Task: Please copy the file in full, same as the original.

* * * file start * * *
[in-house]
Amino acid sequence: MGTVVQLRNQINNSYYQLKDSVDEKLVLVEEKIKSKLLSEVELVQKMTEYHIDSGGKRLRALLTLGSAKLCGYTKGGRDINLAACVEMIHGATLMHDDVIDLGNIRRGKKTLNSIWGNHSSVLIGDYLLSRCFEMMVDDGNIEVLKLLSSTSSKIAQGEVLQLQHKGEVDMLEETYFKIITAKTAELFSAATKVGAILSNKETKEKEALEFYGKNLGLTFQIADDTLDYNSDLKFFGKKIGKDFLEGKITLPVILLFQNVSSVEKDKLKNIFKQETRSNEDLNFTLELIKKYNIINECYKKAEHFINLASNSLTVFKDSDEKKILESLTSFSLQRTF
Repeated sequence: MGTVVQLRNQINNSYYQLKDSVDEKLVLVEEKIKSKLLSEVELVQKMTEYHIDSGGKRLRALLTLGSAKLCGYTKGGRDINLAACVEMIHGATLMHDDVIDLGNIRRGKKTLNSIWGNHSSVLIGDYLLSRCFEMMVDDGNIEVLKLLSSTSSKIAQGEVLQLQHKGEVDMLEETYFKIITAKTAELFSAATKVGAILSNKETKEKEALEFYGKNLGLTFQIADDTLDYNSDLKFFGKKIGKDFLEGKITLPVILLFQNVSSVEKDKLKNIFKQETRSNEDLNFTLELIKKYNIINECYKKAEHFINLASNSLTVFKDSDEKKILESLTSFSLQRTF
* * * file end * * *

[in-house]
Amino acid sequence: MGTVVQLRNQINNSYYQLKDSVDEKLVLVEEKIKSKLLSEVELVQKMTEYHIDSGGKRLRALLTLGSAKLCGYTKGGRDINLAACVEMIHGATLMHDDVIDLGNIRRGKKTLNSIWGNHSSVLIGDYLLSRCFEMMVDDGNIEVLKLLSSTSSKIAQGEVLQLQHKGEVDMLEETYFKIITAKTAELFSAATKVGAILSNKETKEKEALEFYGKNLGLTFQIADDTLDYNSDLKFFGKKIGKDFLEGKITLPVILLFQNVSSVEKDKLKNIFKQETRSNEDLNFTLELIKKYNIINECYKKAEHFINLASNSLTVFKDSDEKKILESLTSFSLQRTF
Repeated sequence: MGTVVQLRNQINNSYYQLKDSVDEKLVLVEEKIKSKLLSEVELVQKMTEYHIDSGGKRLRALLTLGSAKLCGYTKGGRDINLAACVEMIHGATLMHDDVIDLGNIRRGKKTLNSIWGNHSSVLIGDYLLSRCFEMMVDDGNIEVLKLLSSTSSKIAQGEVLQLQHKGEVDMLEETYFKIITAKTAELFSAATKVGAILSNKETKEKEALEFYGKNLGLTFQIADDTLDYNSDLKFFGKKIGKDFLEGKITLPVILLFQNVSSVEKDKLKNIFKQETRSNEDLNFTLELIKKYNIINECYKKAEHFINLASNSLTVFKDSDEKKILESLTSFSLQRTF